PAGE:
Then he said to them, “These are my words which I spoke to you, while I was still with you, that everything written about me in the law of Moses and the prophets and the psalms must be fulfilled.” Then he opened their minds to understand the scriptures, and said to them, “Thus it is written, that the Christ should suffer and on the third day rise from the dead, and that repentance and forgiveness of sins should be preached in his name to all nations, beginning from Jerusalem. You are witnesses of these things.”

While eating before them, eating with them—I presume—Jesus “opened their minds to understand the scriptures.” While eating with them, while at table with them, he proclaimed the Good News of his life, death, and resurrection and told them that they were “witnesses of these things,” that they were able from this time on to give testimony about what had happened to them and to the world. After sharing the meal with Jesus, they were equipped to go out and preach the Gospel and do likewise, likewise as Luke reported earlier in his story, to share other meals, share them in remembrance of him.

Again and again in the days and weeks following his resurrection, Jesus joins his disciples at table. A guest, he becomes the host, and as that Host he becomes known and present to them. His presence strengthens them, gives them faith—which is trust, confidence, knowledge—so that they will persevere and tell his story and share more meals with others. Meal by meal, table by table, the disciples helped change the world, brought Jesus’ presence into the homes, into the lives of more and more people. The body of Christ grew meal after meal. The Body of Christ grew organically as more and more people met Jesus at table, first in those nourishing early ritual meals of bread and fish, bread and wine, even bread and milk. The Body of Christ continues to grow in and through the meal we share every week at this table, our Eucharistic, thanksgiving filled meal of bread and wine.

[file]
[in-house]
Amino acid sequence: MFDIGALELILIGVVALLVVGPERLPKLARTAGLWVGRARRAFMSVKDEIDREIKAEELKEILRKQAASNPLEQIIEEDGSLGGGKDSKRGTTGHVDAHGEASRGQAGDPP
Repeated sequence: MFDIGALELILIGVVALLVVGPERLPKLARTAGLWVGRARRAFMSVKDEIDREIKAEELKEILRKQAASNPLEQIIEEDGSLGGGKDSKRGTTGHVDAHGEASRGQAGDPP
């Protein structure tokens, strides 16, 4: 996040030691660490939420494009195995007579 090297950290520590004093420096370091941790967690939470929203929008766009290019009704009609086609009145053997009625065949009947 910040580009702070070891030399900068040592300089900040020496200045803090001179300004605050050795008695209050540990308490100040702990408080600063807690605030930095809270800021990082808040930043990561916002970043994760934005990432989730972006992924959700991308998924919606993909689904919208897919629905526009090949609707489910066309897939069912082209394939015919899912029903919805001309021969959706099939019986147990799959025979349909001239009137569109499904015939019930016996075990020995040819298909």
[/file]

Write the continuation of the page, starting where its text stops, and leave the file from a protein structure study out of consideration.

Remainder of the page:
They say that fewer and fewer Americans actually sit down and share meals together. I am not sure whether this is realty true or not. Nevertheless, I do believe that many have lost the connection between the meals we share together at home, in restaurants, on picnics, with the meal in which Jesus becomes present to us here in Church. I also believe that we can all too easily forget the connection between the one here in which Jesus becomes present in the bread and wine and those meals that nourish our physical bodies.

This Eastertide, my brothers and sisters, I challenge us all to reclaim the connection between the Eucharist and all our other meals. I challenge us to see Eucharist in our breakfasts, lunches, and dinners, especially those we share with others and to see how the Eucharist began as a meal, at table, when the disciples really knew the presence of their risen Lord “in the breaking of Bread.” For this is a real step on the journey to sanctify all aspects of our lives and live in closer relationship, deeper bonds of love, with God in Christ. Deeper Eucharistic sharing with each other at all times helps bring us closer to that time when, as Micah tells us

they shall beat their swords into plowshares, and their spears into pruning hooks; nation shall not lift up sword against nation, neither shall they learn war any more; but they shall sit every man under his vine and under his fig tree, and none shall make them afraid; for the mouth of the Lord of hosts has spoken. For all the peoples walk each in the name of its god, but we will walk in the name of the Lord our God for ever and ever


Andrew C. Blume+
New York City
Saint Mark the Apostle, 25 April 2009

©2009 Andrew Charles Blume